Three aides whom Reade said she approached about her complaints in 1993 told the New York Times that they also dispute her account. "I never once witnessed, or heard of, or received, any reports of inappropriate conduct, period -- not from Ms. Reade, not from anyone," said Marianne Baker, Biden's longtime executive assistant. "I have absolutely no knowledge or memory of Ms. Reade's accounting of events, which would have left a searing impression on me as a woman professional, and as a manager."

When Reade's story reemerged in a new form, I went through my reporting notes and interview transcripts from a year ago. [...]

Reade's latest allegation is far more serious and comes in a far more fraught political context. The story that both she and her corroborating witnesses are telling has changed dramatically. This leaves me -- all of us -- in an agonizing place. I've written many articles through the Me Too era. It's unrealistic to demand "perfect" victims. And, like most who come forward with allegations of sexual misconduct or assault, Reade has suffered for speaking out. In several exchanges this year and last year, she's shown me disturbing messages she's received online.

As my colleague Anna North writes, there has long been an ambiguity in the Me Too movement. The rallying cry has been to "believe women." But the acts of journalism that have driven the movement forward have been built on extraordinary amounts of evidence: They usually include not just consistent corroboration but oftentimes multiple stories, stacked on top of each other. Taking on powerful men over these issues was unthinkable just a few years ago. It's required herculean effort.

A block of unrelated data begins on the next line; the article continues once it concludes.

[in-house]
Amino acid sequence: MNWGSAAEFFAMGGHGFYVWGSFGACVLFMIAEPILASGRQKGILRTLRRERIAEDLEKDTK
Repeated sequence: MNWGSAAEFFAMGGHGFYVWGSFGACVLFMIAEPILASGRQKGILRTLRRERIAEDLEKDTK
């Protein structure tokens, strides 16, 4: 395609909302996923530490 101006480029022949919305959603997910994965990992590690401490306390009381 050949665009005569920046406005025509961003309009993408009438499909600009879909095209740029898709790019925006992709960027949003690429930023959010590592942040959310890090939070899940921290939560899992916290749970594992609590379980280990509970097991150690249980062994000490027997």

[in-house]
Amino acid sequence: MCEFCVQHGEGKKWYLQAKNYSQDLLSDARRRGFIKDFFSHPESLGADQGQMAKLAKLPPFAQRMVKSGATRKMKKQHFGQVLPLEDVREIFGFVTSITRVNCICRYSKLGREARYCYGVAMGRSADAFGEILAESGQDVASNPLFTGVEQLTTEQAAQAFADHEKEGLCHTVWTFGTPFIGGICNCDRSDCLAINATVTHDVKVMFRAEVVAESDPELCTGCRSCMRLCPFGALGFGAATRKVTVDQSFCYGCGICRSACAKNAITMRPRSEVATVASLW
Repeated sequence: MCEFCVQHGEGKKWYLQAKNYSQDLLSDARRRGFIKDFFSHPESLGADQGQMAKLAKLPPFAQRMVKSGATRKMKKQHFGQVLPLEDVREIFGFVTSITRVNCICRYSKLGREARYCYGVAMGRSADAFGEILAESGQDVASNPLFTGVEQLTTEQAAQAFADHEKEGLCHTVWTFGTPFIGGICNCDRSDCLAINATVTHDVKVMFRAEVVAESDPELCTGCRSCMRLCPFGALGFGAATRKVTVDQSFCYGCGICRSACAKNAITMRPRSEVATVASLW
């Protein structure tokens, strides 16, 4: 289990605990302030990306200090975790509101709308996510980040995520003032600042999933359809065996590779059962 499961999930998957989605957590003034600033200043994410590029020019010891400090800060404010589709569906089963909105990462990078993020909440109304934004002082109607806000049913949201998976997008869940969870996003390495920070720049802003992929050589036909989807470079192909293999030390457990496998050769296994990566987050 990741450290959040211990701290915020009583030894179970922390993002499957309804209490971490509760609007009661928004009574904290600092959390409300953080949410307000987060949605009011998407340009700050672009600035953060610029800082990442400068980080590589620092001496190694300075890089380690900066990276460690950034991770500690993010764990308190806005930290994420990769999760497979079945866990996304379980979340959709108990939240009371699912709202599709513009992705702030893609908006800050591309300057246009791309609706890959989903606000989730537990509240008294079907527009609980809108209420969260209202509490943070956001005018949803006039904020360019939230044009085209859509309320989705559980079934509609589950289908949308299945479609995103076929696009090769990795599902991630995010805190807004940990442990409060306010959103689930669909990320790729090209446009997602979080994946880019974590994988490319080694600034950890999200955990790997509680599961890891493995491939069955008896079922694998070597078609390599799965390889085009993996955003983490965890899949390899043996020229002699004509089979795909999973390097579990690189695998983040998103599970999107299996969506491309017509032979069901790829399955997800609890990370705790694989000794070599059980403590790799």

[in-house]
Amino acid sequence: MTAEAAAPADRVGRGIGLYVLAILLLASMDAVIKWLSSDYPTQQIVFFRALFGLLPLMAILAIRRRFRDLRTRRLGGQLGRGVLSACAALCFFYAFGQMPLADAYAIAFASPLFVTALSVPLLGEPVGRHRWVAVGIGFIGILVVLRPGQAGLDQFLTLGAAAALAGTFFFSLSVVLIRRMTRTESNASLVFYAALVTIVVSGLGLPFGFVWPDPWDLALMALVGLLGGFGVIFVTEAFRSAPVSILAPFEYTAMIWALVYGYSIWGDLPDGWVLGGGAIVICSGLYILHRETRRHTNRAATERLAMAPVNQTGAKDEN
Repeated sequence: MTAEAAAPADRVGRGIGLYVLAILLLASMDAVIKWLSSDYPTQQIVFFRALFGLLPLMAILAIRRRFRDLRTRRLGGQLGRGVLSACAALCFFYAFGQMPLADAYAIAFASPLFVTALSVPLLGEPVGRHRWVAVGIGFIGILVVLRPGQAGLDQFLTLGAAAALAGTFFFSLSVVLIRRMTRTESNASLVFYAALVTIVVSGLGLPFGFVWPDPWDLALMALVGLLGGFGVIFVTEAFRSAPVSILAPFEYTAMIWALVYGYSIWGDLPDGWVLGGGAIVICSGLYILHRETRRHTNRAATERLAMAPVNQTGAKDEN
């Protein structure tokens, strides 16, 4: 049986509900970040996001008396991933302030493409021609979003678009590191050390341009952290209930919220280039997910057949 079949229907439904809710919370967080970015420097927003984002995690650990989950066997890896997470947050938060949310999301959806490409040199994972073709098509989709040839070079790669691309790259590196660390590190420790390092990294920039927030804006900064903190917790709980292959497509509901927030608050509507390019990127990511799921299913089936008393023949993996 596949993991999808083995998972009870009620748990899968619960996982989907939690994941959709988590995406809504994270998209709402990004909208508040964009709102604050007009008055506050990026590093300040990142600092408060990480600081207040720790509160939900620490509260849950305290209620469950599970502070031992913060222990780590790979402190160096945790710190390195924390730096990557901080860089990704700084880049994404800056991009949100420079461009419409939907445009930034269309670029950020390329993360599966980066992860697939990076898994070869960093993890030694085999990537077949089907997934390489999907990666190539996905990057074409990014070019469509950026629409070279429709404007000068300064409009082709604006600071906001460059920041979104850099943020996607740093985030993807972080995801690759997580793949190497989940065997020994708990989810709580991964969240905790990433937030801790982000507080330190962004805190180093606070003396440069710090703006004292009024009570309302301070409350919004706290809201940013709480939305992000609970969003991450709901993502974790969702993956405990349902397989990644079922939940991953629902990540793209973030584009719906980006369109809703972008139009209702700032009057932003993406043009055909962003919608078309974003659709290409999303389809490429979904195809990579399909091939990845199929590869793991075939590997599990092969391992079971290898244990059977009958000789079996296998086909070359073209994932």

Reporters who've succeeded in forcing powerful men to be held to account relied on an incredible amount of reporting to do it.

For example, Irin Carmon, who, along with Amy Brittain exposed Charlie Rose for an alleged decades-long pattern of sexual harassment, had pursued the story for years. When their exposé appeared in the Washington Post, it was built on accusations from eight women, three on the record. Carmon and Brittain found consistency across the women's stories and strong corroboration of each account:

There are striking commonalities in the accounts of the women, each of whom described their interactions with Rose in multiple interviews with The Post. For all of the women, reporters interviewed friends, colleagues or family members who said the women had confided in them about aspects of the incidents.

Hollywood mogul Harvey Weinstein fell in 2017 after Jodi Kantor and Megan Twohey of the New York Times published the accounts of dozens of women who said Weinstein had assaulted or harassed them over the previous 30 years. Ronan Farrow published another story shortly after in the New Yorker, an account that included 13 accusations of sexual assault, three of them rape. All three reporters have gone on to write books about the incredible lengths they went to in order to get the story.

Eight women have now said they've been made uncomfortable by Biden in public settings. Reade is the lone woman to accuse him of sexual assault. This is a situation out of her control, but it means that reporters can't build a story about Biden around a pattern of behavior, where multiple accusers boost one another's story. Instead, reporters are looking at Reade's account in isolation -- and that account has changed.



Posted by at May 8, 2020 9:38 AM